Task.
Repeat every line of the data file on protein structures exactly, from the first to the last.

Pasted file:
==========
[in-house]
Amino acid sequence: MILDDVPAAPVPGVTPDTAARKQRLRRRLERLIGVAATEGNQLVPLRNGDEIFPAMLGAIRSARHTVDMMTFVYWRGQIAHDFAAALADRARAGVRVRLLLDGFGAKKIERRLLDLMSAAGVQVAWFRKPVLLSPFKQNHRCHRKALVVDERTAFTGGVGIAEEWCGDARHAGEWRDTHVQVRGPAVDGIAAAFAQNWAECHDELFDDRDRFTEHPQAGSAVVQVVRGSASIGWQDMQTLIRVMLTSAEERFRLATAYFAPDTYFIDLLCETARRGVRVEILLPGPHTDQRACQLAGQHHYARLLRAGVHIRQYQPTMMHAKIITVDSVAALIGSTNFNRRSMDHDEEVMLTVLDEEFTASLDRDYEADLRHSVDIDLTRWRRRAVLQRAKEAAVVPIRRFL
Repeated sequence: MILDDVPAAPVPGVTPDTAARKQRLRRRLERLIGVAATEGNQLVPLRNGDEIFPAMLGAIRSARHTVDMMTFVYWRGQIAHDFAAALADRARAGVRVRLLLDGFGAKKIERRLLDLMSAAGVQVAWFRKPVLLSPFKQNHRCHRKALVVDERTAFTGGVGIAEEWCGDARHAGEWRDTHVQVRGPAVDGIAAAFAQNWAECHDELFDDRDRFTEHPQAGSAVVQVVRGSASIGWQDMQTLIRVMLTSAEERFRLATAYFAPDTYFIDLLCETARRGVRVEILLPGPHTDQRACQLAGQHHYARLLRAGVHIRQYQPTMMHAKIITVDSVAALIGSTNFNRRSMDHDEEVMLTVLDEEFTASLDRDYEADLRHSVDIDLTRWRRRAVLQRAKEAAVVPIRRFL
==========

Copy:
[in-house]
Amino acid sequence: MILDDVPAAPVPGVTPDTAARKQRLRRRLERLIGVAATEGNQLVPLRNGDEIFPAMLGAIRSARHTVDMMTFVYWRGQIAHDFAAALADRARAGVRVRLLLDGFGAKKIERRLLDLMSAAGVQVAWFRKPVLLSPFKQNHRCHRKALVVDERTAFTGGVGIAEEWCGDARHAGEWRDTHVQVRGPAVDGIAAAFAQNWAECHDELFDDRDRFTEHPQAGSAVVQVVRGSASIGWQDMQTLIRVMLTSAEERFRLATAYFAPDTYFIDLLCETARRGVRVEILLPGPHTDQRACQLAGQHHYARLLRAGVHIRQYQPTMMHAKIITVDSVAALIGSTNFNRRSMDHDEEVMLTVLDEEFTASLDRDYEADLRHSVDIDLTRWRRRAVLQRAKEAAVVPIRRFL
Repeated sequence: MILDDVPAAPVPGVTPDTAARKQRLRRRLERLIGVAATEGNQLVPLRNGDEIFPAMLGAIRSARHTVDMMTFVYWRGQIAHDFAAALADRARAGVRVRLLLDGFGAKKIERRLLDLMSAAGVQVAWFRKPVLLSPFKQNHRCHRKALVVDERTAFTGGVGIAEEWCGDARHAGEWRDTHVQVRGPAVDGIAAAFAQNWAECHDELFDDRDRFTEHPQAGSAVVQVVRGSASIGWQDMQTLIRVMLTSAEERFRLATAYFAPDTYFIDLLCETARRGVRVEILLPGPHTDQRACQLAGQHHYARLLRAGVHIRQYQPTMMHAKIITVDSVAALIGSTNFNRRSMDHDEEVMLTVLDEEFTASLDRDYEADLRHSVDIDLTRWRRRAVLQRAKEAAVVPIRRFL